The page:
8. On the morning of April 5, 2007 Claimant was working at the CNC machine. He pulled “just right” on a bolt and felt first a stabbing pain and then numbness and tingling in his right shoulder and arm. Claimant walked away, “shook it off,” and continued working. At noon, he called his primary care provider, Dr. Kellogg, and made an appointment for later that day.
9. Dr. Kellogg diagnosed cervical radiculopathy. An MRI scan subsequently confirmed cervical spondylosis, or degenerative disc disease, at C5-6 and C6-7.
10. Cervical spondylosis is a degenerative condition characterized by bone spurs that form at the margin of the vertebral bodies in the neck. As the bone spurs take up more space, they may cause the nerve roots in the area to become impinged, which in turn can cause radicular symptoms into the upper extremities. Because spondylosis occurs as part of the natural aging process, it is a common finding among people over forty, but it is not always symptomatic. In fact, most people with evidence of bone spurs on MRI scan or x-ray do not develop symptoms, nor is it even inevitable that they will.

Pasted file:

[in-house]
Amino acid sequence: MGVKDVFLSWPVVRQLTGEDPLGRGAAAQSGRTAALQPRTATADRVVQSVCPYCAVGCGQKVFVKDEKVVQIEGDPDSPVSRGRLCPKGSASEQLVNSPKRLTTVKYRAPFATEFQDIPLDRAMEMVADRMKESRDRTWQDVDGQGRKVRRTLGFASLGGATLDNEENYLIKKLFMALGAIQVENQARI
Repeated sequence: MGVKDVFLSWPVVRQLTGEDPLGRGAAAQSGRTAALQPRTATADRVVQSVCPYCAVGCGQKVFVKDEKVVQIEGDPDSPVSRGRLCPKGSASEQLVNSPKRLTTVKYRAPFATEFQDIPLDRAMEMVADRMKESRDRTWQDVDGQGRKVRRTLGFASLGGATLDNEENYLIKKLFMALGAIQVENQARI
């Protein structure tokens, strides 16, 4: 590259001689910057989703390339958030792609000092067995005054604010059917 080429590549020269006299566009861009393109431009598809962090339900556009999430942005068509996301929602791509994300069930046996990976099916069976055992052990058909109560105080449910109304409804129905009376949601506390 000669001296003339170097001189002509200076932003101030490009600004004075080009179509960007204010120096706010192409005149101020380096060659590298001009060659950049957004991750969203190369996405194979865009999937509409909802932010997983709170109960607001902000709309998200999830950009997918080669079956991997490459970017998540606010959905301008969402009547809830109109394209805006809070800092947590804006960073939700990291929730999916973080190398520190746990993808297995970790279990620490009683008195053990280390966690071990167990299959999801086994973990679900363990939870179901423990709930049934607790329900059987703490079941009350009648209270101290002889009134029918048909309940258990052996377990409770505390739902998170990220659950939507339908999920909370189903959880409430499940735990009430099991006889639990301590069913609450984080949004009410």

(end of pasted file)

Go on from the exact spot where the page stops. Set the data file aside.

11. Claimant’s prior medical records document evidence of cervical spondylosis as early as 1997, when he treated for neck and left-sided radicular symptoms. Claimant suffered another episode of neck pain, again with symptoms radiating into his left arm, in 2000. X-rays taken at that time documented degenerative narrowing of the disc spaces at both C5-6 and C6-7. Later, in 2002 Claimant experienced another episode of left-sided neck and arm pain associated with a work injury at his prior employment. Each of these episodes resolved with conservative treatment and home exercise. After concluding physical therapy for the last injury in May 2002, Claimant did not seek any medical treatment for neck pain until the episode now under consideration.
12. This time Claimant’s symptoms radiated from his neck into his right arm, and this time they did not resolve adequately with conservative care. Ultimately Claimant was referred for further evaluation and treatment to Dr. Phillips, a neurosurgeon, who surgically decompressed the C6 nerve root in April 2008. As of the date of the formal hearing, Claimant was very pleased with his post-surgical progress and was progressively improving. Although he was still undergoing physical therapy, he was confident that he would soon be released to return to work.
13. Dr. Phillips testified that Claimant’s work for Defendant involved the type of repetitive neck, shoulder and arm movements that were likely to irritate his C6 nerve root and cause his underlying spondylosis to become symptomatic. Thus, while Dr. Phillips acknowledged that Claimant had a pre-existing degenerative condition in his neck, in his opinion but for his work for Defendant Claimant would not have developed the symptoms that he did beginning in January 2007. These symptoms culminated in the April 5, 2007 episode and eventually required surgical treatment.